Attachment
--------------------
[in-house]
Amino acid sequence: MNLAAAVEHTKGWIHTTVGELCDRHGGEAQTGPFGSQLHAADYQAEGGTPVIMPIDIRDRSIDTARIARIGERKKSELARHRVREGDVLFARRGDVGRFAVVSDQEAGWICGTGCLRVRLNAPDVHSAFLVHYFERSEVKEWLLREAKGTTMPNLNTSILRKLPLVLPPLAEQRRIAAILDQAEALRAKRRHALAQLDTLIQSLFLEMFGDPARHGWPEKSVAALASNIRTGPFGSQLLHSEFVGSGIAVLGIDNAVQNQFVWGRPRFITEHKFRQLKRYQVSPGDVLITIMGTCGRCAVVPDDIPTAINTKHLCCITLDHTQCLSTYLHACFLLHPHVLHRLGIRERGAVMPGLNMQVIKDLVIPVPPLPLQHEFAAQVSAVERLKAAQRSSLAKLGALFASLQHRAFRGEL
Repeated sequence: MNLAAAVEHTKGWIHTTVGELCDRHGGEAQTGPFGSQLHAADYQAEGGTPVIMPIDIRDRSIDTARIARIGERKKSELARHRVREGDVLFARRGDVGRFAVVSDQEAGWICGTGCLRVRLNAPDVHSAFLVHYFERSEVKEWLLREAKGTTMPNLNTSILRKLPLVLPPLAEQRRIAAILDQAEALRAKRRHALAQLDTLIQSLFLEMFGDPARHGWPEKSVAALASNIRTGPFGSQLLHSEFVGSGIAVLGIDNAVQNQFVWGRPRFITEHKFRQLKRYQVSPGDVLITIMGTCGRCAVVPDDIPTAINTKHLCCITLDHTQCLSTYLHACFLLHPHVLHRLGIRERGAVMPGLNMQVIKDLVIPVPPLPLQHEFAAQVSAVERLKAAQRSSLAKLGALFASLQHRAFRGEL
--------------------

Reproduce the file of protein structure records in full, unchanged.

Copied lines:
[in-house]
Amino acid sequence: MNLAAAVEHTKGWIHTTVGELCDRHGGEAQTGPFGSQLHAADYQAEGGTPVIMPIDIRDRSIDTARIARIGERKKSELARHRVREGDVLFARRGDVGRFAVVSDQEAGWICGTGCLRVRLNAPDVHSAFLVHYFERSEVKEWLLREAKGTTMPNLNTSILRKLPLVLPPLAEQRRIAAILDQAEALRAKRRHALAQLDTLIQSLFLEMFGDPARHGWPEKSVAALASNIRTGPFGSQLLHSEFVGSGIAVLGIDNAVQNQFVWGRPRFITEHKFRQLKRYQVSPGDVLITIMGTCGRCAVVPDDIPTAINTKHLCCITLDHTQCLSTYLHACFLLHPHVLHRLGIRERGAVMPGLNMQVIKDLVIPVPPLPLQHEFAAQVSAVERLKAAQRSSLAKLGALFASLQHRAFRGEL
Repeated sequence: MNLAAAVEHTKGWIHTTVGELCDRHGGEAQTGPFGSQLHAADYQAEGGTPVIMPIDIRDRSIDTARIARIGERKKSELARHRVREGDVLFARRGDVGRFAVVSDQEAGWICGTGCLRVRLNAPDVHSAFLVHYFERSEVKEWLLREAKGTTMPNLNTSILRKLPLVLPPLAEQRRIAAILDQAEALRAKRRHALAQLDTLIQSLFLEMFGDPARHGWPEKSVAALASNIRTGPFGSQLLHSEFVGSGIAVLGIDNAVQNQFVWGRPRFITEHKFRQLKRYQVSPGDVLITIMGTCGRCAVVPDDIPTAINTKHLCCITLDHTQCLSTYLHACFLLHPHVLHRLGIRERGAVMPGLNMQVIKDLVIPVPPLPLQHEFAAQVSAVERLKAAQRSSLAKLGALFASLQHRAFRGEL